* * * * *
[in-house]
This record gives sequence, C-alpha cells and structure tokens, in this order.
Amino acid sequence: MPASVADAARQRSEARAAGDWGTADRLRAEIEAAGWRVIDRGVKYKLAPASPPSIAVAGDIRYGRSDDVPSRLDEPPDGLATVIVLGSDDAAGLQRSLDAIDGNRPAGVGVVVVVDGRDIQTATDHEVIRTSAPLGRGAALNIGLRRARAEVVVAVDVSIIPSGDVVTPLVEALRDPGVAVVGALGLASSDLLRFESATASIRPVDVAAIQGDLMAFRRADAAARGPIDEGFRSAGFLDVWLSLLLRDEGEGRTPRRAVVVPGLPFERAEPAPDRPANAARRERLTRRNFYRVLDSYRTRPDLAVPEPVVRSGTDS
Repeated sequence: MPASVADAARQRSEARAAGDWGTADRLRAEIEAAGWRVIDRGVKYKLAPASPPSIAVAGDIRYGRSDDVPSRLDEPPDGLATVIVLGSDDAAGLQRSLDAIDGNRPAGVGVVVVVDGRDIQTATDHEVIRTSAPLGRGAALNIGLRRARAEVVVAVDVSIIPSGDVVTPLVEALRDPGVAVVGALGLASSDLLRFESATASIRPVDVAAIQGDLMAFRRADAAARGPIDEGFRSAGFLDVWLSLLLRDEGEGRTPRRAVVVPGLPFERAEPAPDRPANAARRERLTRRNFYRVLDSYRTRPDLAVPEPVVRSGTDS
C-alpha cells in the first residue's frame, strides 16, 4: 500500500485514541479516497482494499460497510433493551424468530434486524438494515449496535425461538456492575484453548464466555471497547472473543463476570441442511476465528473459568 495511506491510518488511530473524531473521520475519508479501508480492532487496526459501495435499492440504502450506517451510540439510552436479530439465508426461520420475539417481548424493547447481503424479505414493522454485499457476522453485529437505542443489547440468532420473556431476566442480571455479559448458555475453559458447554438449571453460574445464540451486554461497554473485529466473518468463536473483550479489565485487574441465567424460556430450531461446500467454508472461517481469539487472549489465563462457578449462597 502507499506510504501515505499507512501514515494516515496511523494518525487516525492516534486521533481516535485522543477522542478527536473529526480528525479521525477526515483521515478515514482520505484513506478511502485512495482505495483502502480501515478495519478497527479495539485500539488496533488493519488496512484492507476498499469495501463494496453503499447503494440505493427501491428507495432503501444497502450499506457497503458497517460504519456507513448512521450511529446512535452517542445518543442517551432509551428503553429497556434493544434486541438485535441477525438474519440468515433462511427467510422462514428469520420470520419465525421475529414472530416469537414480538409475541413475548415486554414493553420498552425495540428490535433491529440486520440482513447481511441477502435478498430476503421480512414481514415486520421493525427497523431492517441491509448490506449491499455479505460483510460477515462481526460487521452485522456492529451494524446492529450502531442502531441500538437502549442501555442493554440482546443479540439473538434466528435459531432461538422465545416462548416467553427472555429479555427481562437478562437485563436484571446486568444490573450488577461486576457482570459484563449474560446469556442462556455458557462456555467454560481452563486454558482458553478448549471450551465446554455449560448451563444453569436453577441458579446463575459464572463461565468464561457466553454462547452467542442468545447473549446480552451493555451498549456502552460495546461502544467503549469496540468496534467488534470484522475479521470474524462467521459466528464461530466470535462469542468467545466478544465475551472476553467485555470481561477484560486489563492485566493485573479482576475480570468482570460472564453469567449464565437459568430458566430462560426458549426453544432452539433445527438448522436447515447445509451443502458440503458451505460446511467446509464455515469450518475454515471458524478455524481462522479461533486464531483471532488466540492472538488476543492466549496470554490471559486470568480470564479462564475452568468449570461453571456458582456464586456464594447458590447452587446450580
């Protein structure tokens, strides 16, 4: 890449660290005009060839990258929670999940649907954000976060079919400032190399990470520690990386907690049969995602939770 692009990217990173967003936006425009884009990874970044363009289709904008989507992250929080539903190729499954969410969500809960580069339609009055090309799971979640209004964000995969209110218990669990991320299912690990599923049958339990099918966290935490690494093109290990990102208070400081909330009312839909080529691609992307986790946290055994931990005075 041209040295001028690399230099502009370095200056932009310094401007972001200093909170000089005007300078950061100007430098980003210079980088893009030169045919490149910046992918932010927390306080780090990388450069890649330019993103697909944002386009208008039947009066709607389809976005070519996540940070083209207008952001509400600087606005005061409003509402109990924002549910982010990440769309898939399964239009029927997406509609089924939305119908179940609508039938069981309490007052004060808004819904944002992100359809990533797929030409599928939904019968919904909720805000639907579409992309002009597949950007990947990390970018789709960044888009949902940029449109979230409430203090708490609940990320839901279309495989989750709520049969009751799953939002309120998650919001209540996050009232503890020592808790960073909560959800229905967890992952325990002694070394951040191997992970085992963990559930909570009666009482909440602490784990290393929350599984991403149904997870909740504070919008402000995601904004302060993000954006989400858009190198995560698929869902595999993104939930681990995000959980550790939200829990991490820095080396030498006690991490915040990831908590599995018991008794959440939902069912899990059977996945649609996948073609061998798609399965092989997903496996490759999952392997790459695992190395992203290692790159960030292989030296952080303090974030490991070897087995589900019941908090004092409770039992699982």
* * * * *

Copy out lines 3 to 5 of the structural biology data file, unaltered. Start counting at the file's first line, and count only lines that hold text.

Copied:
Amino acid sequence: MPASVADAARQRSEARAAGDWGTADRLRAEIEAAGWRVIDRGVKYKLAPASPPSIAVAGDIRYGRSDDVPSRLDEPPDGLATVIVLGSDDAAGLQRSLDAIDGNRPAGVGVVVVVDGRDIQTATDHEVIRTSAPLGRGAALNIGLRRARAEVVVAVDVSIIPSGDVVTPLVEALRDPGVAVVGALGLASSDLLRFESATASIRPVDVAAIQGDLMAFRRADAAARGPIDEGFRSAGFLDVWLSLLLRDEGEGRTPRRAVVVPGLPFERAEPAPDRPANAARRERLTRRNFYRVLDSYRTRPDLAVPEPVVRSGTDS
Repeated sequence: MPASVADAARQRSEARAAGDWGTADRLRAEIEAAGWRVIDRGVKYKLAPASPPSIAVAGDIRYGRSDDVPSRLDEPPDGLATVIVLGSDDAAGLQRSLDAIDGNRPAGVGVVVVVDGRDIQTATDHEVIRTSAPLGRGAALNIGLRRARAEVVVAVDVSIIPSGDVVTPLVEALRDPGVAVVGALGLASSDLLRFESATASIRPVDVAAIQGDLMAFRRADAAARGPIDEGFRSAGFLDVWLSLLLRDEGEGRTPRRAVVVPGLPFERAEPAPDRPANAARRERLTRRNFYRVLDSYRTRPDLAVPEPVVRSGTDS
C-alpha cells in the first residue's frame, strides 16, 4: 500500500485514541479516497482494499460497510433493551424468530434486524438494515449496535425461538456492575484453548464466555471497547472473543463476570441442511476465528473459568 495511506491510518488511530473524531473521520475519508479501508480492532487496526459501495435499492440504502450506517451510540439510552436479530439465508426461520420475539417481548424493547447481503424479505414493522454485499457476522453485529437505542443489547440468532420473556431476566442480571455479559448458555475453559458447554438449571453460574445464540451486554461497554473485529466473518468463536473483550479489565485487574441465567424460556430450531461446500467454508472461517481469539487472549489465563462457578449462597 502507499506510504501515505499507512501514515494516515496511523494518525487516525492516534486521533481516535485522543477522542478527536473529526480528525479521525477526515483521515478515514482520505484513506478511502485512495482505495483502502480501515478495519478497527479495539485500539488496533488493519488496512484492507476498499469495501463494496453503499447503494440505493427501491428507495432503501444497502450499506457497503458497517460504519456507513448512521450511529446512535452517542445518543442517551432509551428503553429497556434493544434486541438485535441477525438474519440468515433462511427467510422462514428469520420470520419465525421475529414472530416469537414480538409475541413475548415486554414493553420498552425495540428490535433491529440486520440482513447481511441477502435478498430476503421480512414481514415486520421493525427497523431492517441491509448490506449491499455479505460483510460477515462481526460487521452485522456492529451494524446492529450502531442502531441500538437502549442501555442493554440482546443479540439473538434466528435459531432461538422465545416462548416467553427472555429479555427481562437478562437485563436484571446486568444490573450488577461486576457482570459484563449474560446469556442462556455458557462456555467454560481452563486454558482458553478448549471450551465446554455449560448451563444453569436453577441458579446463575459464572463461565468464561457466553454462547452467542442468545447473549446480552451493555451498549456502552460495546461502544467503549469496540468496534467488534470484522475479521470474524462467521459466528464461530466470535462469542468467545466478544465475551472476553467485555470481561477484560486489563492485566493485573479482576475480570468482570460472564453469567449464565437459568430458566430462560426458549426453544432452539433445527438448522436447515447445509451443502458440503458451505460446511467446509464455515469450518475454515471458524478455524481462522479461533486464531483471532488466540492472538488476543492466549496470554490471559486470568480470564479462564475452568468449570461453571456458582456464586456464594447458590447452587446450580